Like most big changes, learning to quiet the mind takes time. I have the opportunity to make choices between doing and being many times each day. As I experience the benefits that come with a still mind, I am more likely to make choices that will promote it. I am progressing on the path, and that is what is important.
Each year, I spend six weeks in Amma’s ashram in South Kerala, India. Amma (Mata Amritanandamayi), who is sometimes referred to as The Hugging Saint since she has hugged 33 million people worldwide, is also known for her extensive networks of humanitarian projects called Embracing the World.
My last trip to Amritapuri was from November 30, 2014 to January 9, 2015. For the first time, I shared my experiences there through this blog. Afterwards, numerous people told me that the posts made them feel like they were taking the journey with me.
I decided to create this index of posts in case anyone else wants to accompany me vicariously on that journey. Enjoy!
Last Saturday, I decided to do the morning prayers as a walking meditation instead of sitting like I normally do. Fairly quickly, I discovered I was “receiving” a series of “tests” or “lessons” in the midst of the prayers. I stayed in the moment and worked through them without missing a word of the chants! I enjoy these types of challenges and decided to share what I learned. Continue reading “Living in Awareness”→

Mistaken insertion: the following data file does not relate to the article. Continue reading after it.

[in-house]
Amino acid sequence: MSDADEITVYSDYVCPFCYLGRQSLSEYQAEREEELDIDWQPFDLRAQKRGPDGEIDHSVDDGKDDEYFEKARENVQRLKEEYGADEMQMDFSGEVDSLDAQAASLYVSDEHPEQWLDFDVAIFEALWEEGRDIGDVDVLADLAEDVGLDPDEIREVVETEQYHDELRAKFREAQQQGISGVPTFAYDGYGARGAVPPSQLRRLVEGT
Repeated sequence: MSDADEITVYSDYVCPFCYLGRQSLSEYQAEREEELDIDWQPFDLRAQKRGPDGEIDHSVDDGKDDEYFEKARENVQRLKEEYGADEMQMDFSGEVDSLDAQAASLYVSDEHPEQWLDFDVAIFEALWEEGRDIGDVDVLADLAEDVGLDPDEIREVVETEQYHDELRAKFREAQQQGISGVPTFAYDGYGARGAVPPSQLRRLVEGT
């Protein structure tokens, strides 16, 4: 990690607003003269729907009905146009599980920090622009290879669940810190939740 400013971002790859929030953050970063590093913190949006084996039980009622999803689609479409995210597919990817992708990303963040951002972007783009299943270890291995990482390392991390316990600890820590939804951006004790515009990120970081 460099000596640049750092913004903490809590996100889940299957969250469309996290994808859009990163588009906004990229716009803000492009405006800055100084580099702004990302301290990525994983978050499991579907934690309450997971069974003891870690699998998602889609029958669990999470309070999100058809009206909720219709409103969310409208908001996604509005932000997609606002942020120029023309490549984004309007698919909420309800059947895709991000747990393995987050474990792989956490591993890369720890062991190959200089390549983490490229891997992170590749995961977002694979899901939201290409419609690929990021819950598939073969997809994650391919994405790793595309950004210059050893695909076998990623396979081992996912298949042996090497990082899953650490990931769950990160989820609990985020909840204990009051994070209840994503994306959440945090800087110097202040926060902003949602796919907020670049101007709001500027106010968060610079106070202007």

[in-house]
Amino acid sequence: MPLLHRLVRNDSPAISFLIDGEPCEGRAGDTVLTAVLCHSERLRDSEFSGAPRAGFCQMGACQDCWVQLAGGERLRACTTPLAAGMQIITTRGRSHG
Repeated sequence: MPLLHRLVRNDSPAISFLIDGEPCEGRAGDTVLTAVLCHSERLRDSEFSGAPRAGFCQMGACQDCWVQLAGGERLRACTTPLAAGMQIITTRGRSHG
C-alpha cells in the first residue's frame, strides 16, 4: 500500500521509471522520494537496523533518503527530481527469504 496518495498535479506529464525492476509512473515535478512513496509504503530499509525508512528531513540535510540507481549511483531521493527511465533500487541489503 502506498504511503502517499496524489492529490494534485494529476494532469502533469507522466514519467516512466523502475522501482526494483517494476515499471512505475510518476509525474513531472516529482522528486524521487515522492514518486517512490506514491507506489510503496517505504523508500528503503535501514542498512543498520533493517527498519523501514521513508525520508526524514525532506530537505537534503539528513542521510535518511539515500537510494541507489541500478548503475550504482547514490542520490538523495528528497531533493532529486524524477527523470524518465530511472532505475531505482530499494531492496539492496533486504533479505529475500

By 9:00 this morning, I had already been given the opportunity to witness one of my less virtuous sides. As I’ve mentioned in previous posts, one of the sevas (volunteer work) I do at Amma’s ashram in Amritapuri, India is to work in the vermicomposting center, separating the worms from the compost they make. The harvested worms are sent back to make more compost and the finished compost is bagged and stored for use in the gardens. This is the third year I am doing this seva.
Last year, there was a woman in the center who was working so fast. It seemed to me like she was taking handful after handful of the compost and making no effort to separate out the worms. She had way more experience than I did and worked many hours a day, but my judgment was that she was being careless and not taking her job seriously. “I”, on the other hand, was being meticulous, going carefully over every handful of compost looking for even the smallest of worms. “I” knew what I was doing and “I” was doing it way better than she was.